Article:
Патент USA US2137040код для вставки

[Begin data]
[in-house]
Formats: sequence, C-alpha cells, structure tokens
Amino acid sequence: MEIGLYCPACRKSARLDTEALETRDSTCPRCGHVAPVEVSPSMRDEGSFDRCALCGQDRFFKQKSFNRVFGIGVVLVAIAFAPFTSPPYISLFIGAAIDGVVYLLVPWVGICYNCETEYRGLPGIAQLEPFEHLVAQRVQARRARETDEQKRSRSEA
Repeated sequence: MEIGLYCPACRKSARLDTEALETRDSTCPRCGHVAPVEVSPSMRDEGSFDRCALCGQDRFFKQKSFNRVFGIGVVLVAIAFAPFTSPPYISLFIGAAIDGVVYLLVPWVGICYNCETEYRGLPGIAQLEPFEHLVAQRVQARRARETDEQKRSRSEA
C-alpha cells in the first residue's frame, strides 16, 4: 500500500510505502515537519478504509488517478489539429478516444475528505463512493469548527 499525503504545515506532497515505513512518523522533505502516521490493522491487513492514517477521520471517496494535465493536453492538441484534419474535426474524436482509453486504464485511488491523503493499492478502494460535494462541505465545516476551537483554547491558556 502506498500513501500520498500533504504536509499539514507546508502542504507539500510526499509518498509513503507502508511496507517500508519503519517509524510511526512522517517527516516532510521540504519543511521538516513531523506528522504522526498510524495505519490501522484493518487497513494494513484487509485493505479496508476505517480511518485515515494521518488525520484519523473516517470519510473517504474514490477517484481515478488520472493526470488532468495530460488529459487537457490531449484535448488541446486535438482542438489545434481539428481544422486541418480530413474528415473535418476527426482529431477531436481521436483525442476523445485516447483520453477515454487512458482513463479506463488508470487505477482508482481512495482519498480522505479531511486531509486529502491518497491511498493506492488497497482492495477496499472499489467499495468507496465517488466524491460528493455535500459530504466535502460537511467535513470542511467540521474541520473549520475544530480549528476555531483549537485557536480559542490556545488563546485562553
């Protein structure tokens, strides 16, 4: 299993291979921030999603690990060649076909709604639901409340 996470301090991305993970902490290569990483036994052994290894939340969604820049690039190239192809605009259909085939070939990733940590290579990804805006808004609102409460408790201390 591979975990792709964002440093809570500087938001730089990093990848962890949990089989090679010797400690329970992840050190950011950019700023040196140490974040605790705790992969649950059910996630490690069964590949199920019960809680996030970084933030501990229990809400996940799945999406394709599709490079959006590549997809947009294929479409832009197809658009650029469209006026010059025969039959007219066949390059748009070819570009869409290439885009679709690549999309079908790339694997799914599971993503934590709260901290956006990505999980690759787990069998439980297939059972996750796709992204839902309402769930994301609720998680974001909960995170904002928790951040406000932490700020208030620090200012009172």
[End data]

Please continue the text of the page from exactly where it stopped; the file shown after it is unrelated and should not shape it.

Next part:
Patented Nov. 15, 1938 2,137,040 UNITED STATES PATENT OFFICE 2,137,040 1 ENAMELING FURNACE James C. Woodson, Cleveland, Ohio, assigner to Lee Wilson Sales Corporation, Cleveland, Ohio, a corporation of Ohio Application August 11, 1937, Serial N0. 158,492 6 Claims. (Cl. 263-42) This invention relates to a furnace, and in hearth I4 and upwardly along the sidewalls II) it has other applications. While improvements have been made in enam and II are disposed in spaced relation. longitudi nally of the furnace. Each of the tubes 25 in cludes a horizontal portion 26 extending through 5 holes in one of the side walls and the openings 24 in the work-supporting castings 23. In addition to the horizontal tube section 26, each complete heat-exchange tube 25 has a hair pin element 2l, the curved portion whereof »rests 10 5 eling furnaces in recent years, even the most modern furnaces now in use are characterized by certain objectionable features such as loss of heat through openings in the furnace Wall, the discharge of combustion gases in the vicinity of the working space adjacent the furnace, and the like. It is an object of this invention to pro vide a furnace particularly adapted for enamel ing, which avoids the aforementioned objection E. Heat-exchange tubes 25 extending across the particular, to an enameling furnace, although on a bracket 28, extending inwardly from one of the Vside walls. One end of each hair-pin ele ment is connected to one of the horizontal tube , able features of such _furnaces as now con sections 26 of an elbow 29. structed. each hair-pin element In accordance with my invention, I provide a furnace with heat-exchange tubes extending across the floor or hearth thereof and upwardly through an opening in a sealing block 30, over lying an exhaust duct 3 I, of which there are two, one on each side of the hearth I4. Each block 30 is provided with a sealing channel 32, having along the side walls. ' The portions of the tubes 20 extending along the side walls are of hair-pin shape in outline and the free ends thereof dis charge into ducts extending along each side of the hearth and communicating with a stack. For a complete understanding of the invention, 25 reference will be made during the course of the following detailed description, to the accompany ing drawings illustrating a present preferred em bodiment, although it will be understood that modifications thereof may be made within the 30 scope of my broader claims. In the drawings: Figure l is a transverse vertical section through a furnace according to the invention; Figure 2 is a longitudinal horizontal sectional view‘taken along the line II--II of Figure l; and , Figure 3 is a longitudinal vertical section taken along the line III-III of Figure l. Referring now in detail to the drawings, the furnace of my invention includes refractory side walls III and Il, end walls I2 and I3, a hearth I4 and a roof I5. The walls, hearth and roof of a furnace are assembled Within a structural framework indicated generally by the numeral I6, in the usual manner. vThe end wall I2 is provided with a charging opening I'I adapted to be closed by a vertically sliding door I 8. The door is suspended on cables I9, extending over suitably supported sheaves 20 to counterweights 2|. Fixed guide rolls 22 force the door tightly against the end wall I2 when it is lowered to the position shown in Figure 3. The hearth' I4 is provided with work supports in the form of castings 23, preferably composed of heat-resistant alloy. The castings have open 55 ings 24, spaced therealong, as shown in Figure 3. The other end of extends downwardly 15 sealing material, such as sand, disposed therein. 20 The end of the hair-pin element 21 extending into the block is provided‘with a depending sealing flange 33, adapted to enter the channel 32. As best shown in Figure 2, adjacent heat-ex change tubes 25 have their horizontal sections 26 extending inwardly through opposite side walls of the furnace. A burner 34 extends into the outer end of each tube section 26 and co operates with a burner block 35 adjacent thereto. Fuel is supplied to the burners from headers 3B, carried on brackets 31 extending outwardly from the frame I6. Manual control valves 38 permit the adjustment of the fuel supply for each burner. Igniter electrodes 39 are mounted adjacent 35 each burner and connected to transformers 40, whereby to create a spark 'gap' adjacent the burner tip for initiating the combustion thereat. The operation of the furnace just described will be apparent, but a brief explanation thereof will be given hereinbelow. When the fuel has been admitted to the head ers 36 by manipulation of a main control valve (not shown), the transformers 40 are energized to ignite the combustible mixture issuing from the burners. Combustion of this mixture takes place throughout the horizontal sections 2B of the heat-exchange tubes 25, heating the latter to radiant temperature. The hot combustion gases then now upwardly through one leg of the hair-pin shaped vertical sections 2'I of the heat exchange tubes and downwardly through the other leg into one of the ducts 3l. The total length of the tube sections is such that a high efficiency of heat transfer is attained. The ver 55 2 2,137,040 tical tube sections 21 are also heated to radiant temperature and radiate heat laterally onto the work, while the tube sections 28 radiate their heat upwardly. The arrangement of horizontal and vertical tube sections furthermore satisfies the preferred practice in the enameling art, viz., by supplying more heat from the sides of the f enameling furnace than from the hearth. The advantages of the structure described herein will be readily apparent. The high ther ï mal efficiency has already been mentioned. The furnace is practically gastight at all points by virtue of the tightly fitting door I8 and the seals provided at the discharge ends of the heat-ex 15 change tubes. This prevents loss of heat by radiation and also prevents discharge of com bustion gases into the working space. The ex haust ducts 3| convey the waste combustion products to a stack so that the working floor around the furnace is not heated to an exces sive temperature. Although I have illustrated and described here in but a preferred embodiment of the invention, it will be understood that changes in the con struction illustrated may be made without de parting from the spirit of the invention or the scope of the appended claims. I claim: 1. A furnace comprising a hearth, side and 30 end walls and a roof, straight heat-exchange tubes extending across said hearth from opposite side walls, and hair-pin shaped heat-exchange tubes carried by said side walls, one end of each hair-pin tube communicating with one of said with exhaust ducts extending along said side walls. 3. In a furnace having spaced side walls de ñning a hearth therebetween, heat-exchange tubes spaced along said hearth and side walls, each of said tubes extending into the chamber from one side wall, across the hearth, upwardly of the opposite side Walls and then downwardly thereof, the downwardly projecting ends of the tubes communicating with exhaust ducts ex tending along said side walls. 4. In a furnace having spaced side walls de fining a hearth therebetween, heat-exchange tubes spaced along said hearth and side walls, each of said tubes extending into the chamber .from one side wall, across the hearth, upwardly of the opposite side wall and then downwardly toward an exhaust duct extending along one of said side walls, the lower end of each tube enter iìng a hole in a refractory block overlying said uct. 5. In a furnace having spaced side walls de iining a hearth therebetween, heat-exchange tubes spaced along said hearth and side walls, each of said tubes extending into the chamber from one side wall, across the hearth, upwardly of the opposite side wall and then downwardly toward an exhaust duct extending along one of said side walls, the lower end of each tube enter ing a hole in a refractory block overlying said duct, and cooperating sealing means on said tube ends and said blocks. 6. A furnace including spaced walls and a straight tubes, and the other communicating hearth therebetween, transverse heat-exchange with an exhaust duct extending along said hearth. tubes extending across said hearth, brackets ex 2. The combination with a furnace chamber including spaced side walls, of transverse heat 40 exchange tubes extending into said chamber through said side walls, hair-pin shaped heat exchange tubes carried on said side walls, and elbows connecting the inner ends of the trans verse tubes to one end of the hair-pin tubes, 45 the other ends of the'hair-pin tubes connecting tending inwardly from said side walls, substan tially vertical heat-exchange tubes bent back on themselves and suspended on said brackets, e1 `bows connecting each of the transverse tubes to one end of one of the Vertical tubes, the other end of each vertical tube communicating with an exhaust duct extending along one oi said side walls. JAMES C. WOODSON.